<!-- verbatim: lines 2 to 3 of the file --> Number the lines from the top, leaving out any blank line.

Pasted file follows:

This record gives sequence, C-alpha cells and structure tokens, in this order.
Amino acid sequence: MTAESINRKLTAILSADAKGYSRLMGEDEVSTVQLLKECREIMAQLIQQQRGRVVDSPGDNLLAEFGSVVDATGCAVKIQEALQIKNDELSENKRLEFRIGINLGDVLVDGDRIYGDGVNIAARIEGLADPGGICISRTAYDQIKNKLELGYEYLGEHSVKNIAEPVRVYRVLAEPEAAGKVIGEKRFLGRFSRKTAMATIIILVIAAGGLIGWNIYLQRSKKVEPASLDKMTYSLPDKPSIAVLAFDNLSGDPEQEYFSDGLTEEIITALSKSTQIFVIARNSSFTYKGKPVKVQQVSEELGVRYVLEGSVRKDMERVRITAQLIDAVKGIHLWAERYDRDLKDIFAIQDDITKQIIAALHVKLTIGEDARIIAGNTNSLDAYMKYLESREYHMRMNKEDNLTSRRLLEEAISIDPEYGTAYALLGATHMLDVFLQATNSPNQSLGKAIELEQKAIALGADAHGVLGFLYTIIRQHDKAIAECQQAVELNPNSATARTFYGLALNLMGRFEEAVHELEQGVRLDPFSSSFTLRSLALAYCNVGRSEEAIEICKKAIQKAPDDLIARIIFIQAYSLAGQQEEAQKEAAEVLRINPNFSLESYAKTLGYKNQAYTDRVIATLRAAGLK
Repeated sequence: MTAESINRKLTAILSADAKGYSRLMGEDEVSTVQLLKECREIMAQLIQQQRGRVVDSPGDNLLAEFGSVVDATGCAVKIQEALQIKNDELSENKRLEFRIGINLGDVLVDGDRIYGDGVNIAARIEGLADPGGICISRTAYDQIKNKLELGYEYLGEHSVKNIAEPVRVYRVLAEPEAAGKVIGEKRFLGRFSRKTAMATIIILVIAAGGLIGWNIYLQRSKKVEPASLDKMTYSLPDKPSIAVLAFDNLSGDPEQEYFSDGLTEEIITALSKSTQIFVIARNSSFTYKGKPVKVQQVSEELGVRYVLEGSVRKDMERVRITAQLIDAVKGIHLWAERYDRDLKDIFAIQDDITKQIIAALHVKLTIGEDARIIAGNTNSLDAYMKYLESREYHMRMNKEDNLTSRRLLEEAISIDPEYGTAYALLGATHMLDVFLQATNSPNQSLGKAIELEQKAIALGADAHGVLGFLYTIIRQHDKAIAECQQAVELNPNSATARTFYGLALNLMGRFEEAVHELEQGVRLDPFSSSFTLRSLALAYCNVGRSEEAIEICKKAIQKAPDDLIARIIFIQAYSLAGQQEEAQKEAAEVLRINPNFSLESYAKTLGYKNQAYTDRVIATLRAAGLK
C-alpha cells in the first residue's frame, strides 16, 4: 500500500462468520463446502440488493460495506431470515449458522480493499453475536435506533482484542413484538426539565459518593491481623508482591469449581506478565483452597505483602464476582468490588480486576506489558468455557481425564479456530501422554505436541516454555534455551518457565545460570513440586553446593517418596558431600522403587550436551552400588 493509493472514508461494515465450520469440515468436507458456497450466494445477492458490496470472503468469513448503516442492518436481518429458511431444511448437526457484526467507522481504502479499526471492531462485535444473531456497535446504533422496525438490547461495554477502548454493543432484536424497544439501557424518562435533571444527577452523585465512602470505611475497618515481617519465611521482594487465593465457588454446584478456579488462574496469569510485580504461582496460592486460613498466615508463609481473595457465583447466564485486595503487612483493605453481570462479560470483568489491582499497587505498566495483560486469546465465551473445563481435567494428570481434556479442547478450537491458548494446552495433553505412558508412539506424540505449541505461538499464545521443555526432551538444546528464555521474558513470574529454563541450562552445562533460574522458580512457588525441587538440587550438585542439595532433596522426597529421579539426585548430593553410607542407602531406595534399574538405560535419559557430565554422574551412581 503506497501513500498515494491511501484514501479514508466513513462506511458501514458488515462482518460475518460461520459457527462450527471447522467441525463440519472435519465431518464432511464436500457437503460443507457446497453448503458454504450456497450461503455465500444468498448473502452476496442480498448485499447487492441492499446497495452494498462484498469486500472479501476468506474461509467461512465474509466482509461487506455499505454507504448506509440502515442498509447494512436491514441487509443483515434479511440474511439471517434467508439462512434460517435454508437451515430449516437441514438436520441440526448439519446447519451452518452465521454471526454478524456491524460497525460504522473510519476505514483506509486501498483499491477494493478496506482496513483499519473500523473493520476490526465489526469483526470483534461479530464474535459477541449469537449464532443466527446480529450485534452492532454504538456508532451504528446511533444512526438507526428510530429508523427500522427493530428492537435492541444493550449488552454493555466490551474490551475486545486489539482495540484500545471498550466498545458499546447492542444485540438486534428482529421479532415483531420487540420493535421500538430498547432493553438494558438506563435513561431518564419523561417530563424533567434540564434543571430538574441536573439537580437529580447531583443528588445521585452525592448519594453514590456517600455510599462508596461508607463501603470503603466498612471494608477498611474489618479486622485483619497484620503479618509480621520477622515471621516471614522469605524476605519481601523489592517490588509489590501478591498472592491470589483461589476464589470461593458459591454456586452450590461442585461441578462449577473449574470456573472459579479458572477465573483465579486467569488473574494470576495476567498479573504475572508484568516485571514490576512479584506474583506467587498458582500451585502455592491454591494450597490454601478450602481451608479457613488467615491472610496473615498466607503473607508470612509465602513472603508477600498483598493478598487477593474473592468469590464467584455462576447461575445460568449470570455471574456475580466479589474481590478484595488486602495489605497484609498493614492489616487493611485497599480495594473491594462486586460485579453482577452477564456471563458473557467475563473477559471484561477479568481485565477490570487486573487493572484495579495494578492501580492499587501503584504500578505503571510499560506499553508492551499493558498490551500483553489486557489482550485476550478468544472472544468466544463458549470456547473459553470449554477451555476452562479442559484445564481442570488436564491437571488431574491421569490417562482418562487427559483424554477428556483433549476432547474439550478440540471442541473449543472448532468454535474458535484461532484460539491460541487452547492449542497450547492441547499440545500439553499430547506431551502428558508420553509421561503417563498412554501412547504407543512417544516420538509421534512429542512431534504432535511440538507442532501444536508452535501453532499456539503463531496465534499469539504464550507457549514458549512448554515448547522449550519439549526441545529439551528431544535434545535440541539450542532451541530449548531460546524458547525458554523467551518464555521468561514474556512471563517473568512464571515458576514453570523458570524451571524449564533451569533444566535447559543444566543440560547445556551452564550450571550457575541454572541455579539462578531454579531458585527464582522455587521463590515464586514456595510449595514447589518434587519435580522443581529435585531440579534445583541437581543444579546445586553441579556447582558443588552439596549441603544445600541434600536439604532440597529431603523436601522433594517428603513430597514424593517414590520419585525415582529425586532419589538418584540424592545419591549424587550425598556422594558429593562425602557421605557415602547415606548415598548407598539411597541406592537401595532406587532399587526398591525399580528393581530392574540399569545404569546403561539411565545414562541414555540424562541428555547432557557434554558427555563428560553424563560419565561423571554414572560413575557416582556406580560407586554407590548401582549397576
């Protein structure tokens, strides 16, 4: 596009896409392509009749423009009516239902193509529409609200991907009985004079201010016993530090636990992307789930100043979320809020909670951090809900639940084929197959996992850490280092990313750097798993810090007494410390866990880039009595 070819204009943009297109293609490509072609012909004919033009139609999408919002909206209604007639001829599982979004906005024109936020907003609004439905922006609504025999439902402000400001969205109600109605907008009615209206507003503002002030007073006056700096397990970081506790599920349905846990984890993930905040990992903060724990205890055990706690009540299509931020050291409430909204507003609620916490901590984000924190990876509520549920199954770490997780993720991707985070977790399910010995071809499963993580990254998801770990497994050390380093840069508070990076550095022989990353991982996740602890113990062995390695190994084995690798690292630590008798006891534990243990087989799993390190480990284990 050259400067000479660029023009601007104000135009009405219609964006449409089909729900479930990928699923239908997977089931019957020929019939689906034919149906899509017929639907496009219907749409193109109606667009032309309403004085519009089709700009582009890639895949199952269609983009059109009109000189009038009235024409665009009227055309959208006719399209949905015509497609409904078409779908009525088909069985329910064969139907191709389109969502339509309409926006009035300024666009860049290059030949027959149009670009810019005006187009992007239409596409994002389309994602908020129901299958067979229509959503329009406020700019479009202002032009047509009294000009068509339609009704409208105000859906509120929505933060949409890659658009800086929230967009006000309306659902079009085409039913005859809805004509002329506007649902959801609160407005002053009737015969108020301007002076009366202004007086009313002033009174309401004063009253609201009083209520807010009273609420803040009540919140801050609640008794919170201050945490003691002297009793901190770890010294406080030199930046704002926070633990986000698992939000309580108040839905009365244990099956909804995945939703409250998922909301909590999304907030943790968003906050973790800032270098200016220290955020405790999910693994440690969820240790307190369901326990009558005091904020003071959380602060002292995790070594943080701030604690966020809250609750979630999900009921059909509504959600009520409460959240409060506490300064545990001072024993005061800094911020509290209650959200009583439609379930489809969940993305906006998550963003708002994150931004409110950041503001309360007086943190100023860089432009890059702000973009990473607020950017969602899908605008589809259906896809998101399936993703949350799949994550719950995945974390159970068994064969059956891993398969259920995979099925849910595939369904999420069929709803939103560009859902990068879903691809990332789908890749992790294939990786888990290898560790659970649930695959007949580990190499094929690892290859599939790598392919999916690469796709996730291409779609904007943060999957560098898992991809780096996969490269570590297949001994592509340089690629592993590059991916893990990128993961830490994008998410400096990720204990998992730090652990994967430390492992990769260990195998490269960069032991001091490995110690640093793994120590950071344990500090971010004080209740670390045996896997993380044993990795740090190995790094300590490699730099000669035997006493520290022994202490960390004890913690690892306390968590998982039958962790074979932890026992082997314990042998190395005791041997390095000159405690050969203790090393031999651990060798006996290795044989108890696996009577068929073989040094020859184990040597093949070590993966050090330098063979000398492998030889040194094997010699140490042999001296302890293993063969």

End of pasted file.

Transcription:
Amino acid sequence: MTAESINRKLTAILSADAKGYSRLMGEDEVSTVQLLKECREIMAQLIQQQRGRVVDSPGDNLLAEFGSVVDATGCAVKIQEALQIKNDELSENKRLEFRIGINLGDVLVDGDRIYGDGVNIAARIEGLADPGGICISRTAYDQIKNKLELGYEYLGEHSVKNIAEPVRVYRVLAEPEAAGKVIGEKRFLGRFSRKTAMATIIILVIAAGGLIGWNIYLQRSKKVEPASLDKMTYSLPDKPSIAVLAFDNLSGDPEQEYFSDGLTEEIITALSKSTQIFVIARNSSFTYKGKPVKVQQVSEELGVRYVLEGSVRKDMERVRITAQLIDAVKGIHLWAERYDRDLKDIFAIQDDITKQIIAALHVKLTIGEDARIIAGNTNSLDAYMKYLESREYHMRMNKEDNLTSRRLLEEAISIDPEYGTAYALLGATHMLDVFLQATNSPNQSLGKAIELEQKAIALGADAHGVLGFLYTIIRQHDKAIAECQQAVELNPNSATARTFYGLALNLMGRFEEAVHELEQGVRLDPFSSSFTLRSLALAYCNVGRSEEAIEICKKAIQKAPDDLIARIIFIQAYSLAGQQEEAQKEAAEVLRINPNFSLESYAKTLGYKNQAYTDRVIATLRAAGLK
Repeated sequence: MTAESINRKLTAILSADAKGYSRLMGEDEVSTVQLLKECREIMAQLIQQQRGRVVDSPGDNLLAEFGSVVDATGCAVKIQEALQIKNDELSENKRLEFRIGINLGDVLVDGDRIYGDGVNIAARIEGLADPGGICISRTAYDQIKNKLELGYEYLGEHSVKNIAEPVRVYRVLAEPEAAGKVIGEKRFLGRFSRKTAMATIIILVIAAGGLIGWNIYLQRSKKVEPASLDKMTYSLPDKPSIAVLAFDNLSGDPEQEYFSDGLTEEIITALSKSTQIFVIARNSSFTYKGKPVKVQQVSEELGVRYVLEGSVRKDMERVRITAQLIDAVKGIHLWAERYDRDLKDIFAIQDDITKQIIAALHVKLTIGEDARIIAGNTNSLDAYMKYLESREYHMRMNKEDNLTSRRLLEEAISIDPEYGTAYALLGATHMLDVFLQATNSPNQSLGKAIELEQKAIALGADAHGVLGFLYTIIRQHDKAIAECQQAVELNPNSATARTFYGLALNLMGRFEEAVHELEQGVRLDPFSSSFTLRSLALAYCNVGRSEEAIEICKKAIQKAPDDLIARIIFIQAYSLAGQQEEAQKEAAEVLRINPNFSLESYAKTLGYKNQAYTDRVIATLRAAGLK